A small proportion of immunodeficient persons exposed to OPV have excreted iVDPV over prolonged periods (>6 months). WHO maintains an iVDPV registry; since the introduction of OPV in 1961--1962, only 30 persons excreting iVDPVs have been identified. Persons with primary B-cell immunodeficiencies, but not persons with T-cell immunodeficiencies (e.g., from human immunodeficiency virus infection), are at risk for iVDPV infections (6). Approximately 70% of iVDPV infections have spontaneously ceased within 3 years of exposure to OPV, or the patients have died from complications of their immunodeficiency. Five persons excreted virus for 3--8 years, and in three persons, the duration of excretion exceeded 9 years (Table 2). Eighteen (60%) documented iVDPV infections were associated with type 2 poliovirus infection, eight (27%) with type 1, one (3%) with type 3, and three (9%) with mixed infections (Table 2, Figure). The first reports of iVDPVs came from high-income countries (e.g., the United States, countries of Western Europe, and Japan) but recent reports of iVDPVs include middle-income countries (Table 2). No iVDPVs have been reported from low-income countries, where survival rates for persons with B-cell immunodeficiencies are low (7). Exposure usually is from receipt of OPV, but three of the known iVDPV infections occurred in unimmunized persons (Table 2). Strategies for resolving iVDPV infections are needed, both because of the risk for paralytic disease to infected persons and the risk for transmission to the wider community. No antiviral drug that has been shown to resolve iVDPV infections is currently available. However, new antiviral drugs broadly effective against VDPVs are under development (8).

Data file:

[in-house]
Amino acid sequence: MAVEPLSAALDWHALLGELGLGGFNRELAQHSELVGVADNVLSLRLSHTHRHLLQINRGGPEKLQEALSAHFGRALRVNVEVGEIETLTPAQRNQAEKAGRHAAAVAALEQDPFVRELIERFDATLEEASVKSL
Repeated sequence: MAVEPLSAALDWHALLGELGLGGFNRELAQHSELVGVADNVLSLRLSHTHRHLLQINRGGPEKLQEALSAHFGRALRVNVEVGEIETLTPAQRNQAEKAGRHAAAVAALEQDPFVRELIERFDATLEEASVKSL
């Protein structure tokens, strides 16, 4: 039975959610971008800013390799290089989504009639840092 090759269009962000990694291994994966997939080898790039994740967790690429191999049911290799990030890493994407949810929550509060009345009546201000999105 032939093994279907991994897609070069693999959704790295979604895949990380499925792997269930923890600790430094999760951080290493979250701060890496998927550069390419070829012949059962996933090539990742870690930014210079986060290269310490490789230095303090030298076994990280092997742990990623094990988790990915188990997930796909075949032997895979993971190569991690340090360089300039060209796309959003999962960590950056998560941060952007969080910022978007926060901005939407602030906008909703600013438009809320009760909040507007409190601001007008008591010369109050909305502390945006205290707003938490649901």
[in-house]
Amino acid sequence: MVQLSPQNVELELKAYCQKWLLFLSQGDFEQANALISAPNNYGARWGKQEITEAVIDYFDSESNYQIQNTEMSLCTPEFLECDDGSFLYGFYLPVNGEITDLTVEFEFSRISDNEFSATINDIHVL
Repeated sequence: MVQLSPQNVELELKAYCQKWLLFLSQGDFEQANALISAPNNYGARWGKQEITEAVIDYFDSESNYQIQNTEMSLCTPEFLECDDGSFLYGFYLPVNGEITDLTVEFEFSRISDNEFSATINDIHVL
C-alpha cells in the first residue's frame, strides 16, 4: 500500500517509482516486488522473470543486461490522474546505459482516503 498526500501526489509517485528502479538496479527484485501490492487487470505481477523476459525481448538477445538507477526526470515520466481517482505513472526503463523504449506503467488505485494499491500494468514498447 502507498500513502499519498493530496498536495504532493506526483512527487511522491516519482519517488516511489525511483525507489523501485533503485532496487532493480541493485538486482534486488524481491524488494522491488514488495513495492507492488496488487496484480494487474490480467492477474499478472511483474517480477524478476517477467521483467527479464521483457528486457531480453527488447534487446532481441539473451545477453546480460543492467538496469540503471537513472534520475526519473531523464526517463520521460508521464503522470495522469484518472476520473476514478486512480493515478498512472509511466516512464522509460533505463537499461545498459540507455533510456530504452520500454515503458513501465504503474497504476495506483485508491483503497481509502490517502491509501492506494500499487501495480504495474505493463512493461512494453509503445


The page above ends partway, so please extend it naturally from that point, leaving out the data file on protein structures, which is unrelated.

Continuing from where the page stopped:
VDPVs do not circulate when high vaccination coverage leads to high population immunity. However, low vaccination coverage increases the proportion of nonimmune persons in a population; this increases the potential for VDPVs to circulate. Under circumstances of low vaccination coverage, cVDPVs have produced several localized polio outbreaks. Eight independent outbreaks (i.e., two or more polio cases) in eight countries have been associated with cVDPVs (Table 1, Figure). The largest documented outbreak (46 polio cases) occurred on the Indonesian island of Madura. Genetic studies on stored isolates suggest that a type 2 cVDPV circulated endemically in Egypt for 10 years (approximately from 1983 to 1993) and probably caused more polio cases than were reported (2). Outbreaks of cVDPVs have been associated with all three poliovirus serotypes. Two independent type 2 cVDPV outbreaks occurred in Madagascar in 2002 and 2005 (2), possibly signaling a higher potential for the emergence of type 2 cVDPVs.